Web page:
Last Tuesday night, Caesars Palace released their annual MLB over/under lines for 2019. Here’s how the Baltimore Orioles can beat their projected 59 wins
The Baltimore Orioles have the lowest projected win total in the major leagues heading into 2019. Caesars Palace released their annual over/under win totals on Tuesday night and the Orioles are projected to win just 59 games next year, easily the worst in the majors.
Unfortunately this isn’t a new thing in Baltimore. The Orioles were the worst team in MLB in 2018, finishing with a 47-115 record, and they aren’t expected to be significantly better than that next year.
We know that the Orioles are in the midst of a rebuild and won’t be competing for a playoff spot, at least for now.
And we know that during the Astros’ rebuild, from 2011-2013, they won 56, 55, and 51 games, respectively.
Fans in Birdland don’t want to see 50-win teams, but it might be the case for another year or two while Mike Elias re-tools the organization from the inside out.
How O’s fans handle the next couple years remains to be seen, and it’s something we’ve covered here at Birds Watcher recently. But it seems a common sentiment in Birdland is that fans don’t want to watch the Orioles tank.
Tanking isn’t necessarily a product of the players giving up, as much as it is the organization focusing on building a more stable minor league system and a more capable front office, rather than building the best possible major league roster. The players on the field aren’t trying to lose.
Brandon Hyde has spoken to this point several times now; the Orioles are going to try to compete, albeit with the talent they have on the roster. The idea is to build a winning culture in Baltimore, and that starts by creating the right mentality in the clubhouse.
But the Orioles don’t just need the right attitude to win with this 2019 squad. They need the players on the field to produce. Many of those players will be young and inexperienced.
If the Baltimore Orioles are going to beat their projected 59 wins, it has to start there: with the prospects (and the non-prospects)
Mullins has plus-defense in center but he might as well have gone to the plate with a golf club against left-handed pitchers last year, as he slashed .156/.296/.156. If Mullins is going to be an every-day guy in 2019, that has to improve.
There’s a lot of love in Baltimore for DJ Stewart. He posted an .859 OPS in a full season at Bowie in 2017, and showed potential in his September call-up to Baltimore last year.
Stewart is an above-average corner outfielder with surprising quickness, given his build. If he gets 400+ plate appearances and plays to his projections, he could hit double-digit homers and steal 10 to 15 bases.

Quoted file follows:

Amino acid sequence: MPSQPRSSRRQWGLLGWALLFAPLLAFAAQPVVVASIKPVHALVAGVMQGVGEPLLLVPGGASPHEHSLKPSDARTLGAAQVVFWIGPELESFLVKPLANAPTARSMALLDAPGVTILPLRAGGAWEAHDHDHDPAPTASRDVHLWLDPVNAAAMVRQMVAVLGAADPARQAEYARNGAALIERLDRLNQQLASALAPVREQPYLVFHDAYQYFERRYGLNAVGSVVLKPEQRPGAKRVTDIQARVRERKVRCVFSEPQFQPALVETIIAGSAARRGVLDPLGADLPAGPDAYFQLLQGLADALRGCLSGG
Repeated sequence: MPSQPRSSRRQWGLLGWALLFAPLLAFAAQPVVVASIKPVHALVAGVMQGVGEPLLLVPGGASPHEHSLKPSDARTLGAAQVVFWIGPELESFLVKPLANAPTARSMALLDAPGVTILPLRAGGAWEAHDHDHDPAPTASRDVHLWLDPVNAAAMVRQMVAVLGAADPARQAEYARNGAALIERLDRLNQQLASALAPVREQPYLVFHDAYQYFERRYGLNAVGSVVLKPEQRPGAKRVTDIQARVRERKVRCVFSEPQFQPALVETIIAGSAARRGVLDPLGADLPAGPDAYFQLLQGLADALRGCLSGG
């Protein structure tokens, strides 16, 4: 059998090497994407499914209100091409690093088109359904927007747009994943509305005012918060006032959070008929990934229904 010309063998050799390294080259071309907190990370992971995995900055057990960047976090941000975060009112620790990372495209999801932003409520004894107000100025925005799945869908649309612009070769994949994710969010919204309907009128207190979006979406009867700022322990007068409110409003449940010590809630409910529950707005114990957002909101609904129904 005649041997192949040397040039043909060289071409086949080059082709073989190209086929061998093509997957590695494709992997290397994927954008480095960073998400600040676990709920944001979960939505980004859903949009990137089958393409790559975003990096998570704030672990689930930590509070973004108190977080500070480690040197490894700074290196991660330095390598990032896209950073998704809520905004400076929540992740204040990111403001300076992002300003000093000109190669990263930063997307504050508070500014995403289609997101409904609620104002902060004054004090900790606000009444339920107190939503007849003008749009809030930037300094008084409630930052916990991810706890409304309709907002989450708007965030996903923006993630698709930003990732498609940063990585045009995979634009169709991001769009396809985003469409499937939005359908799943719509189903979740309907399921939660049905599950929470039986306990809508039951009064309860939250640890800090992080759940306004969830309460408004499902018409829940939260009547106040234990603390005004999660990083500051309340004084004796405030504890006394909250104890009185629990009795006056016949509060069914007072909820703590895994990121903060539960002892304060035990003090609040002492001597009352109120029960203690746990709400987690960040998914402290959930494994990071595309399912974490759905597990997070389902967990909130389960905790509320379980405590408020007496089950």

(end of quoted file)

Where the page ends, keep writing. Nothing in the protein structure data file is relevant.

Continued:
If Mullins and Stewart prove to be every-day guys and post 2+ WAR seasons, it’ll go a long way toward the Orioles getting over the 59 win threshold.
There are plenty of questions surrounding the young guys in the infield as well, but the biggest one there remains whether Chris Davis can come back from the dead.
The Orioles don’t need Chris Davis to return to his 2013 self. They just need him to not be one of the worst hitters in MLB history. Since 1900, just three hitters have posted an fWAR worse than Davis’ -3.1 last year.
Like it or not, Davis isn’t going anywhere with that contract. The Orioles need to work with him and try to correct whatever issues he’s dealing with. Steamer projects Davis for a .203/.297/.398 slash line, good for an 89 wRC+ and -0.1 fWAR.
That’s generally a pretty bad player, but it would represent a significant improvement for Davis. A good, or even just not terrible, Chris Davis makes the Orioles a much better baseball team.
There needs to be improvement on the pitching side as well
There will be plenty of opportunity in the bullpen, and we can assume that the Baltimore Orioles will shuffle guys in and out all year, waiting for someone like Tanner Scott to step up and fill one of the open roles.
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There are currently two open spots in the rotation, and the Orioles will likely use a combination of guys to get the job done. If one of them hits, that’s great. But most of those pitchers have limited upside.
The one pitcher who can be an ace for the Orioles is Alex Cobb. If he pitches like he did in the second half last year, it’ll give the O’s a true top of the rotation guy.
Cobb finished 2018 with a 4.90 ERA, but he was much better after the all-star break than he was before it.
Cobb threw 59.2 innings in the second half of 2018 with a 2.56 ERA, despite a diminished strikeout rate. He dealt with blisters on his throwing hand in September that caused an early end to his season.
It’s been a long time since Cobb posted consecutive sub-3.00 ERA seasons in Tampa Bay, but if he can pitch like he did for the final three months last year, he could make a run at it in 2019.
If Cobb can provide the Orioles with steady, top of the rotation performance next year, they’ll have a good chance of getting over that win projection.
This Baltimore Orioles team could have everything go right and win 66 games next year. I’m not sure I’d bet the over, as I don’t want my financial happiness tied to this Orioles squad. But there is certainly a scenario where Brandon Hyde and his new coaching staff win 60+ games with this roster.